Most authors have a day job, and sometimes we’re lucky enough for that be writing-related. They say that the creative brain has the ability to be creative in multiple ways, and you’ll often find those who write also paint, act, sing, compose. In my case, I’m both a writer and graphic designer –and I do a lot of different types of writing.
But the audiences for those things are not the same.
In the design world, one of the most important ways to ensure a successful brand or identity campaign is protect your brand. That means making sure nothing competes with or dilutes your image or message. Examples of this might be using another logo alongside yours, or talking about another service or business while promoting your primary business.
It’s the same thing if you write technical material for a living while promoting your fiction. The audiences are different, and so is your conversation and message.
Of course, there are situations where combining your online presence (website, Twitter, Facebook) for all types of writing makes sense—or at least, isn’t detrimental to either business. And let’s face it – maintaining separate accounts for your different businesses could get exhausting.
But would it serve you better?
In my case, I had a situation that required some choices to be made. I’m a big soccer fan (or football as it’s called outside the U.S.) and this year I began writing articles for football sites. I also followed a lot of football supporters on Twitter, and they followed me back. When my favorite teams played matches and I happened to be on Twitter (and really, when am I not on Twitter?), I was a bit….well, exuberant. A completely un-scientific poll of some of my followers on Twitter said that no one cared about me tweeting with a million exclamation points about teams my fellow writers didn’t know or probably care about. But as time went on, I felt increasingly uncomfortable.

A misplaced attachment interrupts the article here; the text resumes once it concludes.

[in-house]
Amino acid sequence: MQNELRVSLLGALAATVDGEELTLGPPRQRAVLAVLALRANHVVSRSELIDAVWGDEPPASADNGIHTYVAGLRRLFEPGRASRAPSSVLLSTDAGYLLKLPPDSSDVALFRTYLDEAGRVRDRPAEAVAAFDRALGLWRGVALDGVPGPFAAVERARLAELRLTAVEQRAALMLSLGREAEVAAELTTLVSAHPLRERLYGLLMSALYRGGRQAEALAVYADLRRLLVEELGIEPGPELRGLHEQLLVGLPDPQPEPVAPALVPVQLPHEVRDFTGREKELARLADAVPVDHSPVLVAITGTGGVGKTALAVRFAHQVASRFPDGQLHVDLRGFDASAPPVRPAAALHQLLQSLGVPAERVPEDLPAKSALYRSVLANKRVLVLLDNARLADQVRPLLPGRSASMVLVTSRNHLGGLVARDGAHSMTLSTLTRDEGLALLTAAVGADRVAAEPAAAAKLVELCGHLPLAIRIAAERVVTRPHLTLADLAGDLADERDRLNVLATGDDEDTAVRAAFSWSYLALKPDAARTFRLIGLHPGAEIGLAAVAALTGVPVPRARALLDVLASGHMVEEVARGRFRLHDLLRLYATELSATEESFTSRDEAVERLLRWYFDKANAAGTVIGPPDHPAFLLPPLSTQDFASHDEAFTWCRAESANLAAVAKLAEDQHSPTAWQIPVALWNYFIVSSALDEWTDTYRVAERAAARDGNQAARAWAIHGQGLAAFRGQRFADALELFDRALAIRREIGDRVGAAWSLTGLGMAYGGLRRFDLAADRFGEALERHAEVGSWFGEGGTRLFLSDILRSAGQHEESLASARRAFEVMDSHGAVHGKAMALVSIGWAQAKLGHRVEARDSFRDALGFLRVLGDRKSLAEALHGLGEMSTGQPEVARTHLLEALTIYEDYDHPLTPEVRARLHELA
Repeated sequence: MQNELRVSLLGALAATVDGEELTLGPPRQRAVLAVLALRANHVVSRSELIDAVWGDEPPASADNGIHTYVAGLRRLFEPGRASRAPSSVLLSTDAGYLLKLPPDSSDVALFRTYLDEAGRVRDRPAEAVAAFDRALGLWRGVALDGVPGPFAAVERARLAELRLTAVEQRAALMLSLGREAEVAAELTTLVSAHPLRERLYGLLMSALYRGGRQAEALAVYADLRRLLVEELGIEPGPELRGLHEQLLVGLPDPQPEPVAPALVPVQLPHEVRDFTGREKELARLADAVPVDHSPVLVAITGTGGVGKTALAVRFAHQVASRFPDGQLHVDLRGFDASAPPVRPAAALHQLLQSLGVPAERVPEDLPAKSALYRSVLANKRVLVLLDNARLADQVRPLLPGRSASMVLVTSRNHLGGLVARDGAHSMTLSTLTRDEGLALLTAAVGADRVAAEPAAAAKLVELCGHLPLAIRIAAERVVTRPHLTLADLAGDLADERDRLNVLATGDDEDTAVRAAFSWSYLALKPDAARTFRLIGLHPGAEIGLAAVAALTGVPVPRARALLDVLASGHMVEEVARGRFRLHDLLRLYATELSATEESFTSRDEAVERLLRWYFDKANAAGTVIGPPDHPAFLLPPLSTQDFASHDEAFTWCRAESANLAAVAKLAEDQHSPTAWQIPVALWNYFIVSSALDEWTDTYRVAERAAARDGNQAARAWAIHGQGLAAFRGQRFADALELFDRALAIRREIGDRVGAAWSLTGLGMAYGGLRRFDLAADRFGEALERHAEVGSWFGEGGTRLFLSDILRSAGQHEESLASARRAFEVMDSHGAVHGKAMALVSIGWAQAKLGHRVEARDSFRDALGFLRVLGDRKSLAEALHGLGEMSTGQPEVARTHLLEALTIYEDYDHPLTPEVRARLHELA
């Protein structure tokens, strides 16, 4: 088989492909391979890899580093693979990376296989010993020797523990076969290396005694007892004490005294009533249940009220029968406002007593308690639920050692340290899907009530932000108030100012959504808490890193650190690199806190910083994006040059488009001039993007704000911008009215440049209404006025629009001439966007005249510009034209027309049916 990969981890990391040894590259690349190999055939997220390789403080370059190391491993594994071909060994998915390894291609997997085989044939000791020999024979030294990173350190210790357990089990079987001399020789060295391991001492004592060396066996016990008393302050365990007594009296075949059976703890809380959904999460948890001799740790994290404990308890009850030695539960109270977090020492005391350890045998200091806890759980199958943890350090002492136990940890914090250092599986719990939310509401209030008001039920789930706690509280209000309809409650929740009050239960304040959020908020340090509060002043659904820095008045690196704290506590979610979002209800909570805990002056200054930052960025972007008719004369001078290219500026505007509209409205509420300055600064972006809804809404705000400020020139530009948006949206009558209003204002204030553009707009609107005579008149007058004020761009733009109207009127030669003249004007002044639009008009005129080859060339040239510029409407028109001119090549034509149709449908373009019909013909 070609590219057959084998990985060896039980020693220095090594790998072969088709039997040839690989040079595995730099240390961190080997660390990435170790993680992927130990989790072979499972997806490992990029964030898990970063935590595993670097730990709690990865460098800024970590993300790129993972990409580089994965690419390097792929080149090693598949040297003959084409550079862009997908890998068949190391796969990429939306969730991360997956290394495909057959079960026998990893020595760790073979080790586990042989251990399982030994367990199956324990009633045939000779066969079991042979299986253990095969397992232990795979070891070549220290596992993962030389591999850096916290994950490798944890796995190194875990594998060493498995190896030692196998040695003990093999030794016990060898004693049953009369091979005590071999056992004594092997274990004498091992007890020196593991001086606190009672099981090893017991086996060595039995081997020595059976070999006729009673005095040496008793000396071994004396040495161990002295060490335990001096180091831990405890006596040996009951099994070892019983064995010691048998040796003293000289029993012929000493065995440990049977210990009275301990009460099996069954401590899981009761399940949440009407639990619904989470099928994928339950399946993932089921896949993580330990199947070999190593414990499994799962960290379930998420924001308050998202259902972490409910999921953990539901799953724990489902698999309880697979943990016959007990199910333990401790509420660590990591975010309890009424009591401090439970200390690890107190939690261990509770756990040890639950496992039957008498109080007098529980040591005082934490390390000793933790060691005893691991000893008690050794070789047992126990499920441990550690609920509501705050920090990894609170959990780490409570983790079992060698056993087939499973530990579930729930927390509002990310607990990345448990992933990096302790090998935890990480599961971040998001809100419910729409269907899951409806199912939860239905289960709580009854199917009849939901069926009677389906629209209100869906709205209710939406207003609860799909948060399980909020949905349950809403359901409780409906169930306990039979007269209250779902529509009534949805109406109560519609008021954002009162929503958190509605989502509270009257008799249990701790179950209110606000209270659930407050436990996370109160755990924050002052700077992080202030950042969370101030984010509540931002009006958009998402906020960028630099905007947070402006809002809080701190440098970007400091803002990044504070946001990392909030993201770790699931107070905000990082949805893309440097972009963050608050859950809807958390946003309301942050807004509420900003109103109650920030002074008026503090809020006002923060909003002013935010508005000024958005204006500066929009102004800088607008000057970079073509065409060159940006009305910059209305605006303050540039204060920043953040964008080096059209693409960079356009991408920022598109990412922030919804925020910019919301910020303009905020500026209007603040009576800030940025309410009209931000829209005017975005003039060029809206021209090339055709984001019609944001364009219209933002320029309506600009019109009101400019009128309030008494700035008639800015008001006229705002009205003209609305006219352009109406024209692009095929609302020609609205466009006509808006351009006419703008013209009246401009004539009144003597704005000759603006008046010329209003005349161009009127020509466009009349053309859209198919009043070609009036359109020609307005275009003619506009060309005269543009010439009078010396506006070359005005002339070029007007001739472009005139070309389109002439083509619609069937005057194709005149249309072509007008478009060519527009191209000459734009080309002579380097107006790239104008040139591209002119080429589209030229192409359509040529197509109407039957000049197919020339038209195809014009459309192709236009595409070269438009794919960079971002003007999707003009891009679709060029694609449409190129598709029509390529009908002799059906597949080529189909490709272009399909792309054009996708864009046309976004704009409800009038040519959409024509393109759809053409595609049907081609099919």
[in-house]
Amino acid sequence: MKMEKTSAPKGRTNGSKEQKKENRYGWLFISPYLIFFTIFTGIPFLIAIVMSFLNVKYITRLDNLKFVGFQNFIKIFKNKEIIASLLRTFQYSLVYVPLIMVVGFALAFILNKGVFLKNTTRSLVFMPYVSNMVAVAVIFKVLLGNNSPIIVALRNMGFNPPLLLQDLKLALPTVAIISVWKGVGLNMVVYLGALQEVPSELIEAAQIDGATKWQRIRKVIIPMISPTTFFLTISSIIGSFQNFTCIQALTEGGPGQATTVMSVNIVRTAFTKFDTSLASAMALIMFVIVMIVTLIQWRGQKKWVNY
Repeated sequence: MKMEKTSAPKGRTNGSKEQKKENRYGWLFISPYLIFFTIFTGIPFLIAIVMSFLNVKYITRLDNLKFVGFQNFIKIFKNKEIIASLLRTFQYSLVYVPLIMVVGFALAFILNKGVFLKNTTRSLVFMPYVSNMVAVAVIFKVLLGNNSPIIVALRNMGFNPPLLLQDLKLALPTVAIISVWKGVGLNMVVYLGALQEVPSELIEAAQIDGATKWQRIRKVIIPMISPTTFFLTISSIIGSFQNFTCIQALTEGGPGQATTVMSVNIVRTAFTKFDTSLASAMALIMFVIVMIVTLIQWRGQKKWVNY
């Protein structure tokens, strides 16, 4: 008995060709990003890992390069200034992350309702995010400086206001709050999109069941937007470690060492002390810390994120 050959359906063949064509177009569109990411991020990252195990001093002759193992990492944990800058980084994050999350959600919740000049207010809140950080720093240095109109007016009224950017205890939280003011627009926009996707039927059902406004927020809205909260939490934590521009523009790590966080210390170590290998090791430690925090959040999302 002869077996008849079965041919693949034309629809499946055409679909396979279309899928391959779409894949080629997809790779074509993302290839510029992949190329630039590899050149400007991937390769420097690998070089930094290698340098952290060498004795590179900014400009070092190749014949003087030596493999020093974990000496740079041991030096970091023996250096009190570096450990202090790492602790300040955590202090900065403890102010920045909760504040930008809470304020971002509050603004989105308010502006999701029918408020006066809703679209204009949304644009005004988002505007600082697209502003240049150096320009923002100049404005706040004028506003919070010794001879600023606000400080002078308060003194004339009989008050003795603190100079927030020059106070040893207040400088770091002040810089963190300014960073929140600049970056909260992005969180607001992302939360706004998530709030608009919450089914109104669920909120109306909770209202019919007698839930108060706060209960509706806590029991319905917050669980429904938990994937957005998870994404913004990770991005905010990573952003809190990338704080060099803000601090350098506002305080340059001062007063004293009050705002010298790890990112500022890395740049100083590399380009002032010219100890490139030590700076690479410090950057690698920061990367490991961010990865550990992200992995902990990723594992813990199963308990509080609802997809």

I was having two separate conversations with two separate audiences.
I thought about it for a few days. Setting up another twitter account would be easy enough to do, but how much time and energy would it require? Would it really matter that much?
Eventually, I decided it would matter. Twitter, of course, is for having conversations and engaging with others. That’s why it’s such a terrific way for anyone with a business to reach out to people. Building my profile as someone who can write reasonably well about European football is a different goal than being an author of women’s fiction. I wanted to have different conversations with the two audiences.
It sounds sort of crazy to separate out parts of yourself, but as it turns out, it wasn’t that hard. If you have multiple sides to your career, give some consideration to this idea. Here are some pointers:
I created a new Twitter account for the football. It is only semi-annoying to switch back and forth between accounts on my mobile devices—but the Twitter mobile client makes this fairly easy with just a click. It was even easier on the laptop through Tweetdeck, which allows you to view a bunch of accounts all at once. Is it a lot of noise? Yes. But in a way it was also much quieter, because each stream is devoted to its topic. I also found I was able to really focus my message because now my tweets were consistent for each account.
Make sure that if you operate a tandem twitter account that you are willing to switch between them and tweet in each when required – I also found it good practice to include my twitter handle for each account in my profile. So for writing/publishing, I’m @sierragodfrey and my profile includes, “football writing is @sierragfootball.” Likewise for the football account.
Yes, people look at this. Yes, it matters because you’ll catch the cross-over people this way—those interested in both sides of you.
For years, you couldn’t have multiple Facebook accounts, yet Facebook didn’t have a way for people to segment out their interests. This was especially problematic if you had a business or interest that you wanted to keep separate from all the pictures of your kids rocking out to music in their pajamas.